Legoland Billund

(Click on any of the pictures to get a larger version of that image.)

Shelby and I spent our last day in Denmark at Legoland Billund -- the original, founded in 1968. (Subsequent Legolands have since popped up in Windsor, England, Carlsbad, Calfornia, and Günzburg, Germany.) Billund is pretty much in the middle of nowhere -- but the park is right down the street from Lego's corporate headquarters, which explains why it is where it is.

The Dogs of Legoland

We knew that Legoland was definitely our kind of place when we came through the front gate to see a Lego Beagle! He was the first of many dogs we saw that day (including real dogs; like in much of dog-tolerant Europe, dogs were welcome inside Legoland).


Sights from around the world were painstakingly reproduced in Lego form in "Miniland". A few months after our visit to the Netherlands, we had the chance to recap the attractions in miniature ...
In Miniland's Copenhagen section, we came across a replica of the restaurant where we'd had dinner the night before!
In Los Angeles, they were filming a movie ...
Castles in Germany ...

... and an oil platform in the North Sea.

The Rides

Outside of Miniland were the rides, all with a Lego theme or wrapped around a set of large-scale Lego tableaux.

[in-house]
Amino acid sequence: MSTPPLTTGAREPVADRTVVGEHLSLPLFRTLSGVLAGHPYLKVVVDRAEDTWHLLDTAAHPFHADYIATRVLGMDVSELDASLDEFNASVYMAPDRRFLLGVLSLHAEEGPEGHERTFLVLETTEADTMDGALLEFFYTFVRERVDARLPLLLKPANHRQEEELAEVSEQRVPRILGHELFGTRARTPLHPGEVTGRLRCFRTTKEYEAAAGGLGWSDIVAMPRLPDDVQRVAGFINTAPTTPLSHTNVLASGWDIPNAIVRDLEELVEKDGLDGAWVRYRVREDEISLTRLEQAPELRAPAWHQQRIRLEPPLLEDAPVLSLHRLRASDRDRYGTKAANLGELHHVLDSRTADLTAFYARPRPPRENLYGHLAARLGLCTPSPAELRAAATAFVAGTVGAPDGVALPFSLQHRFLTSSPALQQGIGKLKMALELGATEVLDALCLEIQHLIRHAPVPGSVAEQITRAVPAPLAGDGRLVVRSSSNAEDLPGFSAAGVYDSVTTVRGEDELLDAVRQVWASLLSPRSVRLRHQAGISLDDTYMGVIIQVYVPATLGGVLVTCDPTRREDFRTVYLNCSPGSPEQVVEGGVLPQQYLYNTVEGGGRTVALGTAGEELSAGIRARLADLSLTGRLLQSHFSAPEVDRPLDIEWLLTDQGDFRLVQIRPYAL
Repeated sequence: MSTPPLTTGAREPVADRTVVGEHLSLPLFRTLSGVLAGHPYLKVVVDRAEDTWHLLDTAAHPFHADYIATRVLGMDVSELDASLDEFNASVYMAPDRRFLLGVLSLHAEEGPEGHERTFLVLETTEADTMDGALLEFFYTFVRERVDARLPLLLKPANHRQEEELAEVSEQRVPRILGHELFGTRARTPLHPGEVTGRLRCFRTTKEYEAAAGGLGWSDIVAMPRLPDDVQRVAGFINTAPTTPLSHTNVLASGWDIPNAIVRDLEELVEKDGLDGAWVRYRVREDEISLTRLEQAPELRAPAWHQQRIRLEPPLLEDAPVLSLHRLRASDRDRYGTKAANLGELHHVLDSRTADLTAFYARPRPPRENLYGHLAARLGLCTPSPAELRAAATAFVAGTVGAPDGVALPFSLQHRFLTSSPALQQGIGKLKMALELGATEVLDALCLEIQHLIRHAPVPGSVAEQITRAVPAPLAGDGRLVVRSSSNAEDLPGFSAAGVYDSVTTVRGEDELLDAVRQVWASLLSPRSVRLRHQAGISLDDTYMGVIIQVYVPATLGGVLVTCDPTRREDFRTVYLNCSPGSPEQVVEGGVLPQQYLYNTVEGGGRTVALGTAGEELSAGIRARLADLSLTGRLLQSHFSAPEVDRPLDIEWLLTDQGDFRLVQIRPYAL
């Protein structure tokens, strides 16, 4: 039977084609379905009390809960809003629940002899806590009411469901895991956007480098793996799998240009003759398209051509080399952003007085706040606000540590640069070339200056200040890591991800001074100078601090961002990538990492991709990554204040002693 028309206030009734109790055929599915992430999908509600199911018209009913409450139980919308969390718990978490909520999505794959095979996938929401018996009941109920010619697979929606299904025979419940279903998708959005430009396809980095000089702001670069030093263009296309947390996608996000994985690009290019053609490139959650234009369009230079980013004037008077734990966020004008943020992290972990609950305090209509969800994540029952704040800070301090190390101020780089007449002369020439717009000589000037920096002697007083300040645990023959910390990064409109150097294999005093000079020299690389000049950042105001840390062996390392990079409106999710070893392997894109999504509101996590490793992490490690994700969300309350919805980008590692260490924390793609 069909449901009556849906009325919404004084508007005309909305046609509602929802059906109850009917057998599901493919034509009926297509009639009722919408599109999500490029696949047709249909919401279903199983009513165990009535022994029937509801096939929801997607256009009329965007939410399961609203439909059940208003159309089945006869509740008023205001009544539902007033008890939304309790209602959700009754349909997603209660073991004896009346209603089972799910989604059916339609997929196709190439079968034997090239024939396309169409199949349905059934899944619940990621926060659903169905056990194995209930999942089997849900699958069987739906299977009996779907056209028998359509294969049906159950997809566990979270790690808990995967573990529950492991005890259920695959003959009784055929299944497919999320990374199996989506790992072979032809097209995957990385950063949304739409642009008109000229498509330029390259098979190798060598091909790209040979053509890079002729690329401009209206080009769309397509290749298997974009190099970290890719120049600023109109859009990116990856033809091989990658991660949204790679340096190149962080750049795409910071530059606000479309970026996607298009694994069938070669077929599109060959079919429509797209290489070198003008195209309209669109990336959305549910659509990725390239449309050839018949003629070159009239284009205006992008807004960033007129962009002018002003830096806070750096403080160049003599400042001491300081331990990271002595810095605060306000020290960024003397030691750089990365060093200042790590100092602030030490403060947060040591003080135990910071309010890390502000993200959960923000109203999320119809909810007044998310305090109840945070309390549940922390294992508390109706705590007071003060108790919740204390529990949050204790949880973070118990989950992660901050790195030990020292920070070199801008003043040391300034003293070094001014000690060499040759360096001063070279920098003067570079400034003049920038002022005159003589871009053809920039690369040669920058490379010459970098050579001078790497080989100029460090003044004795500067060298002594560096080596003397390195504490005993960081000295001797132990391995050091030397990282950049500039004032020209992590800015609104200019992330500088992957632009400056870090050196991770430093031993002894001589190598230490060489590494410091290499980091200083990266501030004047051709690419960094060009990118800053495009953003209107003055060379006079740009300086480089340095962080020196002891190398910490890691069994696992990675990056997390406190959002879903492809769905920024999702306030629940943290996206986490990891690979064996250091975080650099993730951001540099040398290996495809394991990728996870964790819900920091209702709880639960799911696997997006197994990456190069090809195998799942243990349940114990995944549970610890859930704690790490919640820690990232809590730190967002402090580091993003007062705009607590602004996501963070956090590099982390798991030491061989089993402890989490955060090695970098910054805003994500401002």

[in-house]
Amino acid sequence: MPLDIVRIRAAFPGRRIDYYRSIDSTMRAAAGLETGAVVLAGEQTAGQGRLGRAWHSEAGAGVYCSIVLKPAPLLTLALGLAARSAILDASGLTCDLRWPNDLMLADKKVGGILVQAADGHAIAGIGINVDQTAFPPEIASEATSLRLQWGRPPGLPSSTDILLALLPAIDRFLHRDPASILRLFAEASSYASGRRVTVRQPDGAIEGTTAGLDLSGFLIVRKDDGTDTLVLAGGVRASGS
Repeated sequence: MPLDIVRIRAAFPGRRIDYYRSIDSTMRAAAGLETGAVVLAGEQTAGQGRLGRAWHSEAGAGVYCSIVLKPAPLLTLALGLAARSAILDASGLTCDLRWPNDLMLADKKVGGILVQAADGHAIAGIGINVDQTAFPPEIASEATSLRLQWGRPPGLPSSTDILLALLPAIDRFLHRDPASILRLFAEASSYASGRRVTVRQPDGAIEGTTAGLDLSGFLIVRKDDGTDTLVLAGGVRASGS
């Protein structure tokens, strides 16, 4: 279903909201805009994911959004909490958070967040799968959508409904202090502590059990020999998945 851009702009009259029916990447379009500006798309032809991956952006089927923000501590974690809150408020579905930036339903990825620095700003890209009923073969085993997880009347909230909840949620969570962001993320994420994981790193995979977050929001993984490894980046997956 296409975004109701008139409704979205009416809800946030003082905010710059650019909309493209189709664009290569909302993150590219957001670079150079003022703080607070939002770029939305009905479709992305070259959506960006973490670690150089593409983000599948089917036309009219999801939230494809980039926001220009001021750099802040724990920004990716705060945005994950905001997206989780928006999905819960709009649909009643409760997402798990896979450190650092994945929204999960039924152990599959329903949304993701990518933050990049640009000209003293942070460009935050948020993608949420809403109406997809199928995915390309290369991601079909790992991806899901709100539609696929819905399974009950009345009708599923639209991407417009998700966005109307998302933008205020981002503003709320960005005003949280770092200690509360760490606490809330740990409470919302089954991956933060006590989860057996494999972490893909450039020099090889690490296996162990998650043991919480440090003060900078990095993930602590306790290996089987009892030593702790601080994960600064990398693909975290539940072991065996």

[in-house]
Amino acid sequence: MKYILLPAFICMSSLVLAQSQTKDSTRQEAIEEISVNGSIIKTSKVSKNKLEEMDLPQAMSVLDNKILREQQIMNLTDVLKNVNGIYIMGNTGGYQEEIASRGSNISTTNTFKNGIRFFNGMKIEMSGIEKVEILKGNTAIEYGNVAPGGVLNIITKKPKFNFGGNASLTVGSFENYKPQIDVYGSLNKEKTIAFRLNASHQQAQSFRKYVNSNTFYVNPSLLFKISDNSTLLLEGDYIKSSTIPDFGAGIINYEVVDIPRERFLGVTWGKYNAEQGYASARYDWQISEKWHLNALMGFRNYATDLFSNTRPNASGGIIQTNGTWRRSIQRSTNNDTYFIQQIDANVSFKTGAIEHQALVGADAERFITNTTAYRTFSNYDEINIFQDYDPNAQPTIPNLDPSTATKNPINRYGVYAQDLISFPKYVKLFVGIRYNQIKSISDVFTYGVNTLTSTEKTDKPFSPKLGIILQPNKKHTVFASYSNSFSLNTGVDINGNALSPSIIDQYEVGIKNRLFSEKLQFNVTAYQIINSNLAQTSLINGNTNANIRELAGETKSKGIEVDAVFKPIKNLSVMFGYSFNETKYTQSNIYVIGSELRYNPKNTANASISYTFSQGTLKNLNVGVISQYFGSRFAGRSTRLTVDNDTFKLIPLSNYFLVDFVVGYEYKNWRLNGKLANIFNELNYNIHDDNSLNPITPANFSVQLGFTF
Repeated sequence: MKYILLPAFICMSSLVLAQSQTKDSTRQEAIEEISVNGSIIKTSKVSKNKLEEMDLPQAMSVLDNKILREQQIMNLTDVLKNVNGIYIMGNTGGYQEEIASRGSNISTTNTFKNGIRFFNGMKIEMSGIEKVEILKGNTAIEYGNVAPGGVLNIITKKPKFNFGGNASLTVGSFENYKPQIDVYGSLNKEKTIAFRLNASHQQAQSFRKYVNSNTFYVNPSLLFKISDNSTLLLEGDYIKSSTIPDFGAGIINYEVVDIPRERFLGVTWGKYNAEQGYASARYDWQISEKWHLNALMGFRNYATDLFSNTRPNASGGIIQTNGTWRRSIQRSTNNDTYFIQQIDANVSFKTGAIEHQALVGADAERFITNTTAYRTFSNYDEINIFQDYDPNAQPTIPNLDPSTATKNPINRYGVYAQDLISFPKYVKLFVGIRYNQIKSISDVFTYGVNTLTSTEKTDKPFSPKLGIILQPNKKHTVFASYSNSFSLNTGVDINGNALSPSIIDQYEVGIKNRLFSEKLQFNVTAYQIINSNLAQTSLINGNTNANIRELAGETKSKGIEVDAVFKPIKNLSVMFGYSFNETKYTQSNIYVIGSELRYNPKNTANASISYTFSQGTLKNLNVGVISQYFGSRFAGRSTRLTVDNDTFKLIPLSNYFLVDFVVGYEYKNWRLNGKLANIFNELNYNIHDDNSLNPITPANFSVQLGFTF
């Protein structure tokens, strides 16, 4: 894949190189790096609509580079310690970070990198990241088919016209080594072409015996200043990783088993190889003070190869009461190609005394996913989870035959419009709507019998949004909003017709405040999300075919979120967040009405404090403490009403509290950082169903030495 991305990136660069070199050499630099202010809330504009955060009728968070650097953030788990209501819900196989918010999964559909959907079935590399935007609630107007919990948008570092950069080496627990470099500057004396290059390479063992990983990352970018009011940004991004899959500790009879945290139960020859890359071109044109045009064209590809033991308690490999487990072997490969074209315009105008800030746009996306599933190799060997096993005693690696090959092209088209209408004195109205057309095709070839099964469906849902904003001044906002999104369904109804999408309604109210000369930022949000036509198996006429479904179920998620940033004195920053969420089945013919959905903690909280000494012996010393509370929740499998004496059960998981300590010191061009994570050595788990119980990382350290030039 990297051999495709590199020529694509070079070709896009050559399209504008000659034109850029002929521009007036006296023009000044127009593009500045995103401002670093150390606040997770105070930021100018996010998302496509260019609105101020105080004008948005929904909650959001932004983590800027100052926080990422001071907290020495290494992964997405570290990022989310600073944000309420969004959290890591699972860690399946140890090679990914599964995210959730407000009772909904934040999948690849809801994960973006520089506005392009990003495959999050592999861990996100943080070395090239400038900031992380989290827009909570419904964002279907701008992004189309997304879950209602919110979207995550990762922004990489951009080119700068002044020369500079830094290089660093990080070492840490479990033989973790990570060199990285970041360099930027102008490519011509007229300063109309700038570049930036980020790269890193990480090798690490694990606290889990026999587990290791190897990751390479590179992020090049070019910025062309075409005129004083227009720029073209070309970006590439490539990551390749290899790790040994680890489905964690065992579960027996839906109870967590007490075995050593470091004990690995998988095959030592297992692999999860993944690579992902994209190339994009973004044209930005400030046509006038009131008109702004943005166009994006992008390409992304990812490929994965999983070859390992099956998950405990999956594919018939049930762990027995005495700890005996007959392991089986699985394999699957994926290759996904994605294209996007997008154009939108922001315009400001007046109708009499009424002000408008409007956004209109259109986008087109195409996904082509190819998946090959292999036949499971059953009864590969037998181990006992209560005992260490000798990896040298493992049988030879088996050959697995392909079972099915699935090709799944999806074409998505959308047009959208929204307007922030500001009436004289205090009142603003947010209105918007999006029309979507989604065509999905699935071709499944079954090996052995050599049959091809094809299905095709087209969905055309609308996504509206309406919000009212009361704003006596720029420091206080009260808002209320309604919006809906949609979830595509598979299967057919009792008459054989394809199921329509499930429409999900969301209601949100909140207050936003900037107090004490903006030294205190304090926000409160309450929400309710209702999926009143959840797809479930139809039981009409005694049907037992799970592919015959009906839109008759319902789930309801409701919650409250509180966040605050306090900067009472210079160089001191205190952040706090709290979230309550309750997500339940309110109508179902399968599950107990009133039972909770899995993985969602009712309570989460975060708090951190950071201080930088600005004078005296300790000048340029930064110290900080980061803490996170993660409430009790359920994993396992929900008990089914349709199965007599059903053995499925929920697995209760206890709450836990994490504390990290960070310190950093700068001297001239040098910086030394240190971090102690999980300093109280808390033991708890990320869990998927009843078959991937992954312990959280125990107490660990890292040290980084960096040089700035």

We both wished that we could be ten years old again so that they'd let us into the Lego driving school.

A vaguely Pirates of the Carribean-ish boat ride ...
All ages could take a train ride through Africa and around Miniland.

One of our favorite rides was this really simple one: pull yourself to the top of the tower under your own (mechanically-assisted) power: let go of the rope, and you start sliding down to the bottom again.

Power Builder

Our favorite ride was Power Builder: compared to your average big-ticket amusement park ride, it must've cost the Lego folks about a hundred bucks and a couple of boxtops to put together, but it was really fun.

Basically, it was a large prefab building with a set of large industrial robotic arms inside; attached to each arm was a pair of seats. The "Lego" aspect came in the fact that you got to "design" your own ride, choosing how fast you wanted the arm to move (mild or wild?), and picking a sequence of motions you wanted your arm to perform -- do you want to swoop from the ceiling to the floor? Have the arm spin around in circles as it holds your seat upside down?  The ride was shorter than it felt, but it was a blast all the way through.

Legoland Village

After a full day at Legoland, we went a short distance away to spend the night at Legoland Village, a hostel with a relentlessly Lego-oriented theme. (You can also stay right next door to the park at Hotel Legoland, but their rates were stratospheric.) Between the usual cleanliness of most Scandanavian hostels I've stayed at, and the fact that this hostel was owned by the Lego organization, I think that we've found the only place where you have to rent your sheets and towels that's still nice enough to make Shelby say that she'd stay there again.

This page last modified on Sunday, July 04, 2004
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